• For containerships, problems are mostly caused by failure during the loading procedures while there are numerous things to be done in a specific way. It is very important for the vessels carrying containers to follow the loading guidelines, trying to achieve a safe stowing of the cargo as deck cargoes are more vulnerable and always exposed to weather conditions and other forces.
  • For bulk carriers, is an equally dangerous situation, especially for ships loaded with grain as this type of cargo can lead to free surface effect which causes stability issues to the vessel.

However, past experience and incidents that led to property damage, injury or death, are the todays guidelines to prevent unfavorable conditions. The loading plan should always prepared carefully and, especially for containerships, calculations should include the characteristics of each loading and all different sizes of containers. Also, the crew should be trained on board and ashore, learning the importance of regular cargo hold or cargo on deck inspection, checking the lashings condition and for safety reasons, learn how to act during emergency situations of a cargo shifting.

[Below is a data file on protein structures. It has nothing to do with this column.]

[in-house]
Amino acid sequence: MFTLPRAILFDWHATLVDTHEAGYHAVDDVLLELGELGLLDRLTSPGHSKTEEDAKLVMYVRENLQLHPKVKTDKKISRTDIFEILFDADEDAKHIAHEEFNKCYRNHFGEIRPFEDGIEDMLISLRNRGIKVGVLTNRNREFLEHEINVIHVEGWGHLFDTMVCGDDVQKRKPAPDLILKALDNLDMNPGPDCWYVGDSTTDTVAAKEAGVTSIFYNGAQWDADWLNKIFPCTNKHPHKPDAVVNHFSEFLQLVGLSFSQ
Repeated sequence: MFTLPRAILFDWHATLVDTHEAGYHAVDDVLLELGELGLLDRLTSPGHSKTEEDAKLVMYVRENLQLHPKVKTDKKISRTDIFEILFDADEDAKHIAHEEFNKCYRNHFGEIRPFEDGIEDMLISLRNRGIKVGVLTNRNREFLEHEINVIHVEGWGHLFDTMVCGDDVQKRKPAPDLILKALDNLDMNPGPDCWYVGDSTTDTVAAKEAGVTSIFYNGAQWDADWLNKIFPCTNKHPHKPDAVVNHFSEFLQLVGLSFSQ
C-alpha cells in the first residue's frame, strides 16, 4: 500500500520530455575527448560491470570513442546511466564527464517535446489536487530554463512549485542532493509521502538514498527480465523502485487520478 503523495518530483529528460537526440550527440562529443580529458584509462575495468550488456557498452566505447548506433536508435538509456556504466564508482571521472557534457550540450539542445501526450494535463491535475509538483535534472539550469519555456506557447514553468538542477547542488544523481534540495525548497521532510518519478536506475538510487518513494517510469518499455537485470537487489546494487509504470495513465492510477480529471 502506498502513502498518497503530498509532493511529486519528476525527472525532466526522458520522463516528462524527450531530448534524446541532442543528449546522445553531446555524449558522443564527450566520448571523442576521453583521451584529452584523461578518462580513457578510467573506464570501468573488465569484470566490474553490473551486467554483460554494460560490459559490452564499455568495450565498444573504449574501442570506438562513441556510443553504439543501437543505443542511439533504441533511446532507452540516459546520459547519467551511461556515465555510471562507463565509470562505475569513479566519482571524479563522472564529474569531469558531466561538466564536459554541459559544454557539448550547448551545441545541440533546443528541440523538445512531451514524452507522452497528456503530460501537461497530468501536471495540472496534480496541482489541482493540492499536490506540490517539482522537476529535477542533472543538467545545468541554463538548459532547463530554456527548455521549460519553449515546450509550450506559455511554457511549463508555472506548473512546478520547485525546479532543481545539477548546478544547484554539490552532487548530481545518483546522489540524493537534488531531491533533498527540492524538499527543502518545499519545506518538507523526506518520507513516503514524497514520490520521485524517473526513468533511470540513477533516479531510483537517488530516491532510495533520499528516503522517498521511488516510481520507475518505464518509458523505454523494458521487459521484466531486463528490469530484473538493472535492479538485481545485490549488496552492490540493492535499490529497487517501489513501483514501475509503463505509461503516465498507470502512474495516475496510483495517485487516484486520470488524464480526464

Real life accident

A container ship was carrying paper rolls from Canada to Europe. Bad practices followed by the stevedores during loading procedures led to disagreement between them and the chief officer, but finally the ship been loaded according to the stevedores’ suggestions. The cargo had been loaded at different heights and widths with a lot of void space between the stacks, however the chief officer decided not to ask the reloading, hoping that the weather won’t be more severe. The vessel departed with not very heavy weather conditions, but when entered the North Atlantic encountered very severe conditions causing an excessive list of the vessel, about 30o. Paper rolls shifted, although the crew tried to secure the cargo by placing air cushions and robber bags between cargo rolls. This was extremely dangerous, so they been ordered to abandon the effort and other practices been followed, such as starting the anti-heeling system, reduce speed and change course but in the end the cargo shifted, causing a huge cargo damage.

Actions to be taken

When a related incident is taking place, the crew should be properly prepared to control the situation, managing to do the following:

  1. Activate general alarm and call the Master
  2. Report to master for the damages and then inform the office reporting the situation. Relevant shore authorities should be informed as well.
  3. Ensure that required deck devices are available
  4. Alter course, reduce speed and where is no risk to life, arrangements to be made in order to secure the cargo and prevent further shift.

SQE Marine provides guidelines to vessel’s crew, on what should be done in case of an emergency situation caused by a cargo shifting. The appropriate actions are listed in the “Emergency Checklist” below: